Skip to main content

David Threlfall as Tommy Cooper: 'It was daunting to play the so-called funniest man in Britain'

(Image credit: Patrick Redmond +353872600976)

The versatile David Threlfall, best known as Shameless’s Frank Gallagher, plays Tommy Cooper in a new drama about the late, great funny man (Easter Monday, ITV, 9pm).

Scripted by Men Behaving Badly’s Simon Nye, Tommy Cooper: Not Like That, Like This, homes in on the comic’s relationships with his wife Dove and mistress Mary and features an astonishing performance from a virtually unrecognisable Threlfall in the lead role. We caught up with the 60-year-old, who has previously portrayed everyone from Prince Charles and Joseph of Nazareth to William Wordsworth and Constantine the Great, to ask him about the tricks of the trade when it comes to bringing real people to life on the small screen…

Were you apprehensive about taking on this iconic role?

“It was pretty daunting to play the so-called funniest man in Britain – because of course I’m not! It was about assimilating someone who is bigger, who sounds different, but I dream about those gigs. Apart from one other, it was probably the most difficult job I’ve ever done.”

What surprised you most about Tommy Cooper?

“That he smoked 40 cigars a day, and the amount of physical discomfort he was in for a long time, with his bronchitis, high blood pressure and back and leg problems. I was also surprised by how easily you can access footage on YouTube of the night he died, which is chilling to me.”

How did you get on with the magic tricks?

“My first reaction was: ‘What? I can’t do this!’ But I was up for the challenge and I got better and now know how some tricks work. If the acting career doesn’t pan out, I am available for children’s parties and bah mitsvahs.”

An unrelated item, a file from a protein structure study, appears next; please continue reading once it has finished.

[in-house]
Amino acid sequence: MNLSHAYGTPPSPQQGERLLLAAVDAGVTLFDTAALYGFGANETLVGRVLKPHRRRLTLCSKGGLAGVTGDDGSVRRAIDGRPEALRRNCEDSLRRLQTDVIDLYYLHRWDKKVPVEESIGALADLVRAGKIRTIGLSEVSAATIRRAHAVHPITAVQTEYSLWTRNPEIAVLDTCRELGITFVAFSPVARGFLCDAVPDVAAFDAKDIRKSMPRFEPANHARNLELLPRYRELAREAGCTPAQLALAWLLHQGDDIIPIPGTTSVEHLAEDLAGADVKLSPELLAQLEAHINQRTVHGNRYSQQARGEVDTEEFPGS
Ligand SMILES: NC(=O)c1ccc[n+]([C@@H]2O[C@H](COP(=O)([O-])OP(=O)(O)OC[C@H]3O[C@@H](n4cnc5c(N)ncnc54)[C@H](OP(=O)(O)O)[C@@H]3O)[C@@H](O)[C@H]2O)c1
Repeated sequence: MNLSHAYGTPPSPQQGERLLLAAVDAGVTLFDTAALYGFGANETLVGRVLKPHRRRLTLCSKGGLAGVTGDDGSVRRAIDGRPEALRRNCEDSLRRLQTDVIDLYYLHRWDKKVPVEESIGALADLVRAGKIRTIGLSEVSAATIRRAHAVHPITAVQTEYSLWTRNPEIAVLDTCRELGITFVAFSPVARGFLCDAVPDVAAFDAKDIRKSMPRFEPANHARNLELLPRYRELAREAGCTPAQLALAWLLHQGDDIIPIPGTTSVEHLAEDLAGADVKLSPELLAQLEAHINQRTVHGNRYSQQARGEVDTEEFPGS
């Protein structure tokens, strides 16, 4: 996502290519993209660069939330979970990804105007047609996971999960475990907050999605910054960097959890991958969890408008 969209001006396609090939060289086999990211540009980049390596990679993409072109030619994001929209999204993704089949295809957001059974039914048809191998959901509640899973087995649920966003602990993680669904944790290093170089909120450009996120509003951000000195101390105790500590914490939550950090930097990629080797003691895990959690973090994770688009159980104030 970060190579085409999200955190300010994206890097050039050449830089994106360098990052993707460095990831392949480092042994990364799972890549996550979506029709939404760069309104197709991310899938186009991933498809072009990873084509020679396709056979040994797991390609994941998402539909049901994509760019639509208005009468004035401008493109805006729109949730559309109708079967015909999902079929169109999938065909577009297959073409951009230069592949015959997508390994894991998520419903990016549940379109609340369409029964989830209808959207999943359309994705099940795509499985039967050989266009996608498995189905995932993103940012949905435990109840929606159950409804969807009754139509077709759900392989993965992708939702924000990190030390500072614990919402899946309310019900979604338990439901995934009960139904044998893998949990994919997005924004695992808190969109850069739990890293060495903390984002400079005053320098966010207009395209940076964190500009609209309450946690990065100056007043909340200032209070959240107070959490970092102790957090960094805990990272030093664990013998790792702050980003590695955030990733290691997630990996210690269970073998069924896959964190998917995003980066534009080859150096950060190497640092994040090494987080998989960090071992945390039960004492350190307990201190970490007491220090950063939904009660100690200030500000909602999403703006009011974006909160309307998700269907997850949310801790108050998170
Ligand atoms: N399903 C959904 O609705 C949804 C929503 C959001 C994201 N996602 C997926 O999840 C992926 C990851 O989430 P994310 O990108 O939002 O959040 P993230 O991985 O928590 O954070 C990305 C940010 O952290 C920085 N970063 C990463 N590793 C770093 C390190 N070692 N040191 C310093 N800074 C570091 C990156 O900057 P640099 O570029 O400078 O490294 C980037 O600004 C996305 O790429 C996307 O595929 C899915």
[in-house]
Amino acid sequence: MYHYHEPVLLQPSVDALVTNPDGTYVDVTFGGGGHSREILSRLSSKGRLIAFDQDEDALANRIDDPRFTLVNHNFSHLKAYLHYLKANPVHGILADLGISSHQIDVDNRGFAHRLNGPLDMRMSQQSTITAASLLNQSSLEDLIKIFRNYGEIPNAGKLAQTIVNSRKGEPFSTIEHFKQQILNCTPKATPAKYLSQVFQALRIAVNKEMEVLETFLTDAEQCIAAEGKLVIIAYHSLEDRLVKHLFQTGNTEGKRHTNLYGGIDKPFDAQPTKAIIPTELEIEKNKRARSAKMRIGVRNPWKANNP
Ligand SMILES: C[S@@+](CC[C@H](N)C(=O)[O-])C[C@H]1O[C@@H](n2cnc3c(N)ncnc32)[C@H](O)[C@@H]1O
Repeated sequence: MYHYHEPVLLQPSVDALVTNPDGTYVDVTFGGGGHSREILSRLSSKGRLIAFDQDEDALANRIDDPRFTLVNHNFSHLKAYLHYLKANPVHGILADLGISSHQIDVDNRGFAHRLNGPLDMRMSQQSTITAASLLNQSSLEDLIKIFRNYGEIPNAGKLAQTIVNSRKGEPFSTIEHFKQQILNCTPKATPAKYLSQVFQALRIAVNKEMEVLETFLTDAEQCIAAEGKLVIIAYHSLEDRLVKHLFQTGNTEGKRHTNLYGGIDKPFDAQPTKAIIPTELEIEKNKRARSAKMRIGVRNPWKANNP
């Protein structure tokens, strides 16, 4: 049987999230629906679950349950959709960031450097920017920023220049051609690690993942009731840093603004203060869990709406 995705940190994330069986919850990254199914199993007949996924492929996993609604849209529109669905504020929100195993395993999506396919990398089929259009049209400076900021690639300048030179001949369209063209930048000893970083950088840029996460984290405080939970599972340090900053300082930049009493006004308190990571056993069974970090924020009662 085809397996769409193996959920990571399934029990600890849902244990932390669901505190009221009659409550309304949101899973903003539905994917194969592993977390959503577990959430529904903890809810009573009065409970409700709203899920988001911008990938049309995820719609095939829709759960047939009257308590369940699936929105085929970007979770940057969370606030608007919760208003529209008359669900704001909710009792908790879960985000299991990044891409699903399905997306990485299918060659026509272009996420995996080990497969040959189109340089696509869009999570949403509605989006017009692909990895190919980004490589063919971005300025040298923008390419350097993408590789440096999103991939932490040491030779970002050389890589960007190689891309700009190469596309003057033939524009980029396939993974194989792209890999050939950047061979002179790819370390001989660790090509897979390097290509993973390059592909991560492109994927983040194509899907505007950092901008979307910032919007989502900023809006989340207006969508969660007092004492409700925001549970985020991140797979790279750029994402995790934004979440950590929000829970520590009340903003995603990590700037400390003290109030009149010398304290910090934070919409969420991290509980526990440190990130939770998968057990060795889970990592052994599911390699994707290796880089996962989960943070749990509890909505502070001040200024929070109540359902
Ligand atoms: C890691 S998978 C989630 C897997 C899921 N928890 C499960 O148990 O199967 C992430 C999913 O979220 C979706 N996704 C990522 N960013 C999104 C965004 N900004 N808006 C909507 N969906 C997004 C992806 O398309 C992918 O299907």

What drove him to drink, so to speak?

“He had to deliver when he didn’t feel like it – maybe that’s why he was drinking. I think it was also the result of terrible nerves and self-doubt before he’d go on stage. I can only surmise that he used it to combat that.”

What do you make of his relationships with his wife, Dove, and his mistress, Mary, played by Amanda Redman and Helen McCrory?

“My sense is that it was a very physical relationship with Mary, but Tommy would stand by Dove, the woman who made him the man he was and put him on stage. He was juggling the two and I think it allowed him to do the thing that he genuinely loved doing, which was touring.”

How good a magician was he?

“The jury’s out on that one, but when he started out doing his magic and it went wrong, he realised he’d stumbled on something. You have to remember that, back then, magic was done by people in top hats and tails, so to get things wrong was not only anarchic, but also new. He was inducted into the magic circle, and lost a bit of his timing as the years went by, but people still laughed because they loved him.”

Do you think there’s romance to be found in dying doing what you love?

“It’s not romantic to me. Some people say: ‘I think Tommy would have loved to have gone that way’, but I’m sure he’d have preferred not to have gone at all.”

Is there anyone like Tommy Cooper around today?

“There are funny people around, but not like him. He’s unique, and that’s the daunting thing about playing him. People call him a genius, whatever that means. His bones were funny, that’s just the way he was.”